WASHINGTON — President Obama on Thursday will seek to elevate a national conversation about the dangers of sports-related concussions, especially among children and other young athletes, by pushing for more medical research and more money spent on public awareness campaigns.
The president will host a daylong summit at the White House that will include researchers, professional athletes, parents, coaches, league officials and sportscasters. Officials said the goal was to use the power of the presidency to accelerate progress on one of the most serious health issues to confront sports in a decade.
“Our focus here is on giving parents information that they need to help make judgments about how their kids can be safe,” Jennifer Palmieri, the White House communications director, said.
Obama is “a big believer in sports,” but as a parent, he is “concerned about the safety of his own daughters,” Palmieri said. Obama’s daughters, Malia and Sasha, play sports, Palmieri said, although she declined to say whether either had sustained a concussion or other head injury.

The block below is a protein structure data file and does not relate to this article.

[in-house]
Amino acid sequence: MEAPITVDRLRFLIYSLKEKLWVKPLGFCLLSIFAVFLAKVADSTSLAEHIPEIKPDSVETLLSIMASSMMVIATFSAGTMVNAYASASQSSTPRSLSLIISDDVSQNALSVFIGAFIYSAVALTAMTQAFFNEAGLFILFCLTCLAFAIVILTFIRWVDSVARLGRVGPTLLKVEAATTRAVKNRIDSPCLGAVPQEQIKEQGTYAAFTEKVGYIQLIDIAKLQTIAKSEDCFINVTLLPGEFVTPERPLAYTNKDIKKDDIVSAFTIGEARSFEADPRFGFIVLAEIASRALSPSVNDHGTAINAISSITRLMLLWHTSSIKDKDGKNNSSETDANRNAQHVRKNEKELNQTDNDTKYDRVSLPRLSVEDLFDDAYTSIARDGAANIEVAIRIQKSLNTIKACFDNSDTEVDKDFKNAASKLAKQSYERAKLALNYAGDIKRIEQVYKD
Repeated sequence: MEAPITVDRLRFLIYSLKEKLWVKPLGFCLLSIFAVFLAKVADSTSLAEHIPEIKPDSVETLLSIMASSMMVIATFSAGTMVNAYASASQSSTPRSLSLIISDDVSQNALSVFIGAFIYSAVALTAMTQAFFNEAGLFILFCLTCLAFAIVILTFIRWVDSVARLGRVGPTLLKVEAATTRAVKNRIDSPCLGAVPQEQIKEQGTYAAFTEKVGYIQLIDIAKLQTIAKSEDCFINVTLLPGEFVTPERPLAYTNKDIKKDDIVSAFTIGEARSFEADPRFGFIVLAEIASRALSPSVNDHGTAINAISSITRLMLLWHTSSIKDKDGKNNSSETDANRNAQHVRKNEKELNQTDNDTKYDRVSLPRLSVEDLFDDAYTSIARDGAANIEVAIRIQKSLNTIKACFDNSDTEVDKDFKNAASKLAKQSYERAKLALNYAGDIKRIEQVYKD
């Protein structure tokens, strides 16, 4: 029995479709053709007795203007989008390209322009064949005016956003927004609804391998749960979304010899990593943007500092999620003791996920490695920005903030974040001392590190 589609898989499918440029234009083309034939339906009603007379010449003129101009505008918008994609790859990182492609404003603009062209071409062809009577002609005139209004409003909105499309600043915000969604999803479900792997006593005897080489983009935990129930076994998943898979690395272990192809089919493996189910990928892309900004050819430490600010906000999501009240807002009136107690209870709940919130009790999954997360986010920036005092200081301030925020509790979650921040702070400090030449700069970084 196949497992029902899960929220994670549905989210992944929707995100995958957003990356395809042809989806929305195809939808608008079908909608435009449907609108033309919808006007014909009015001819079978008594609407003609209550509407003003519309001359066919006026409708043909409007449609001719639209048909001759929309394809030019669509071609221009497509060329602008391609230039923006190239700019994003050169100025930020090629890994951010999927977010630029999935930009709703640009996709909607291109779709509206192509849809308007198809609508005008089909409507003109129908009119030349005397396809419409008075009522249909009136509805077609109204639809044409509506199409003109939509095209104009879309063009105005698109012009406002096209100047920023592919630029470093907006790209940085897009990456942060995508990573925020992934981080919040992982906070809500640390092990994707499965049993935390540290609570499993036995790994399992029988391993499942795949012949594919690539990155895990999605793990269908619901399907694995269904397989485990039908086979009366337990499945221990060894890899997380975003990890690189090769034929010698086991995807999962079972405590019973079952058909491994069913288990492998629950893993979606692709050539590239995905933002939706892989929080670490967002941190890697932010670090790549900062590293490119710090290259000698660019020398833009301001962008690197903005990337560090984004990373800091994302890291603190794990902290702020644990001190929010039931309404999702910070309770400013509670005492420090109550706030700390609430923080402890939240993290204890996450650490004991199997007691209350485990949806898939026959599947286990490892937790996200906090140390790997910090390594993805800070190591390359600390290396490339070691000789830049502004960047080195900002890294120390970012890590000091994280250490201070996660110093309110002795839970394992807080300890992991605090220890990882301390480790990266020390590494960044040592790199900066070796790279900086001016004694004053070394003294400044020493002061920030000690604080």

The president will announce a series of initiatives, financed by the government, nonprofit groups and major sports leagues, that will aim to promote awareness and increase the amount of data that researchers can use to better understand the consequences of strong blows to the heads of young athletes.
Obama will not, however, call for new regulations or legislation aimed at requiring the use of specific helmets or restricting certain sports for young children. Such efforts would probably create controversy in the same way that Michael R. Bloomberg, the former mayor of New York, met resistance to his efforts to ban large sodas.
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